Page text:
How to approach refactoring legacy applications without hindering your ability to release new features

If you read my article on why rewriting applications from scratch is almost always a bad idea and agreed with it, this article acts as a short guideline on how should one approach refactoring legacy applications without hindering their ability to release new features.

Find the biggest pain point.

Look at the codebase and ask yourself what is the one thing that, if improved, would make everything else much easier to deal with?

You probably already know what needs to be refactored. It gets in your way all the time. It’s that class that keeps on changing, or that method hoarding conditional after conditional, growing into a big bowl of spaghetti. That’s where you should start.

Avoid focusing on auxiliary things, even if they are easy wins. Decluttering the registration and authentication process, or how a user updates their profile just isn’t that important. They are unlikely to change for the foreseeable future. Ignore them. Focus on what’s changing now.

Yes, yes. I know. It’s the same old, boring refactoring quote by Kent Beck you see everywhere. But there’s a good reason it circled around for so long. It works.

The biggest point might be too big.

In the past, whenever I started refactoring something, I would pretty much always end up going on a refactoring spree, touching half of the codebase in one go. Avoid this. The chances of getting away without breaking anything is close to zero – something terrible is bound to happen when you fail to keep your refactoring scope small. Not only that, but your colleagues will also in no way appreciate your 30+ files pull requests. 🙂

One way to avoid going into a refactoring spree is to take the biggest pain point and split it into smaller, manageable pain points and move up from there.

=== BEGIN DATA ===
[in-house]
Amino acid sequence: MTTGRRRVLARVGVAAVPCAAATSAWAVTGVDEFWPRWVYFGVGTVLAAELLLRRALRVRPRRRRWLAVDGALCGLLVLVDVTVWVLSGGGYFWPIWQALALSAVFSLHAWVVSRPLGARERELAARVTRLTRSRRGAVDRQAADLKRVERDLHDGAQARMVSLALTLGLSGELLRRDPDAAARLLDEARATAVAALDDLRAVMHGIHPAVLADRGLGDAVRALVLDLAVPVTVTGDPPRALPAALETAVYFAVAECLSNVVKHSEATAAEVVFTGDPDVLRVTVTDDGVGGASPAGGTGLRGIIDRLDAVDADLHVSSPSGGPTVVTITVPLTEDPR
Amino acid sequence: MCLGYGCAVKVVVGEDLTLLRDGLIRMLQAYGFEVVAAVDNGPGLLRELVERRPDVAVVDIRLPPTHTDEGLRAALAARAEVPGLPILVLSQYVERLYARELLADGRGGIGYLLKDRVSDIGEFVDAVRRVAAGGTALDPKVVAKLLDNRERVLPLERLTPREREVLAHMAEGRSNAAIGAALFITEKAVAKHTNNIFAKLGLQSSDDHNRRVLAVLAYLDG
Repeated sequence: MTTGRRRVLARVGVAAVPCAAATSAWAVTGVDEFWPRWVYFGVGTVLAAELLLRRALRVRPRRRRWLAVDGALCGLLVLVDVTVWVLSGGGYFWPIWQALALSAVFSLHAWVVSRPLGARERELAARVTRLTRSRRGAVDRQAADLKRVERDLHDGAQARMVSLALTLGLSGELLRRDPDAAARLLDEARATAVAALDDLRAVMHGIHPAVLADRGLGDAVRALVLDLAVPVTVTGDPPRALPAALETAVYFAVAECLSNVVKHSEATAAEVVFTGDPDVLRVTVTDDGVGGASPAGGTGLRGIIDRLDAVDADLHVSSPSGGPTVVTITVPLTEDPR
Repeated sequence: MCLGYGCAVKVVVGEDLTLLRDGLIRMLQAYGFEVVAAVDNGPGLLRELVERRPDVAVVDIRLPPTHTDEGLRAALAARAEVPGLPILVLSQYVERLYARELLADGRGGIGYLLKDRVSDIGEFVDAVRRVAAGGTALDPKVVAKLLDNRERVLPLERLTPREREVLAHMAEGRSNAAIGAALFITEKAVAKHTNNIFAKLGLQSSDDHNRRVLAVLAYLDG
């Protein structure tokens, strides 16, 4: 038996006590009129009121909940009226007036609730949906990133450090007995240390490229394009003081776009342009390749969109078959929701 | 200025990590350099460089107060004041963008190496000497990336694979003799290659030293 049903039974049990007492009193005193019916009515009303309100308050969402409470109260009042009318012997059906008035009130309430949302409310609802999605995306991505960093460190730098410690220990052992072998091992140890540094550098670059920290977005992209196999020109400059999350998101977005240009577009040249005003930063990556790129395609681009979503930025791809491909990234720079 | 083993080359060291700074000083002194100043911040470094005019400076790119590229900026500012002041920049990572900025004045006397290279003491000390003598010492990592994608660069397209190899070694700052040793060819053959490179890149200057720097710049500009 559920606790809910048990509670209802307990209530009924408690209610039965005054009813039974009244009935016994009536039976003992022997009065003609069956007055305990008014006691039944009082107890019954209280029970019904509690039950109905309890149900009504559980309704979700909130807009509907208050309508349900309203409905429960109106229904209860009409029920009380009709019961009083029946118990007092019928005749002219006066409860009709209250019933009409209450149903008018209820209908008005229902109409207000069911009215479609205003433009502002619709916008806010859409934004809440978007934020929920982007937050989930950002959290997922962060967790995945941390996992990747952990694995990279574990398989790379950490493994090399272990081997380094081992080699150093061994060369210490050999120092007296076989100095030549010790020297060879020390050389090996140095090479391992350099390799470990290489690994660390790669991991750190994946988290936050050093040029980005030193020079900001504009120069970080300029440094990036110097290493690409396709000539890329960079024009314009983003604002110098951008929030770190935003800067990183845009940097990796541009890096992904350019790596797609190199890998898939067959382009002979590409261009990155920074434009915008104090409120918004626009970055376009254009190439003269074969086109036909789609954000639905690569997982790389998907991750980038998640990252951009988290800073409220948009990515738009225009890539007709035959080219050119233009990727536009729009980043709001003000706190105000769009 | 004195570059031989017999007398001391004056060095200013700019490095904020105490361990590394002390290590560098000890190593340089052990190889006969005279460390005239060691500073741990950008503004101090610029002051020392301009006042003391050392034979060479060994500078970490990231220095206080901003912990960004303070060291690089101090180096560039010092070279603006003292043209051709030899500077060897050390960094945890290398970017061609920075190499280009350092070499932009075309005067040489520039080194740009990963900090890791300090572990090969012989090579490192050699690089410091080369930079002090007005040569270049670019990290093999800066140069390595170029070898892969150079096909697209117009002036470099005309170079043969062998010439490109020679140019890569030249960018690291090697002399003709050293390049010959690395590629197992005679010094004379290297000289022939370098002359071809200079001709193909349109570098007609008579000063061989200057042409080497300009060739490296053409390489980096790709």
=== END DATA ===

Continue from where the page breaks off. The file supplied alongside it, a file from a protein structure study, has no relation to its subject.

Make use of static code analysis.

Run a static code analysis tool to get some things out of the way right from the start. There are a lot of great CLI tools out there, but I recommend going with either an IDE plugin (sonarlint) or something more robust like sonarqube.

Running a static code analysis tool allows you to quickly identify and safely refactor things like: unreachable code, unused variables, commented code, redundant variables and jumps, and more.

It won’t help you fix everything, but you’ll be off to a good start.

Sonarlint in PHPStorm

Writing your test suite

While a plugin like sonarlint will provide some useful suggestions on how to clean up the code a bit, from now on, every change you make should have a test backing it.

Treat your application like a black box. Focus on what gets in and what gets out. Unit tests are sexy and all, but not helpful and possible enough when you are dealing with an untested legacy application where everything is tightly coupled together. Write tests that prove the system works as a whole.

Unless you know each and every requirement, it’s a bad idea to write tests randomly, without any strategy whatsoever – it makes it that more likely to miss something and break the application. You can’t afford to test every execution path either, as it would be incredibly time-consuming.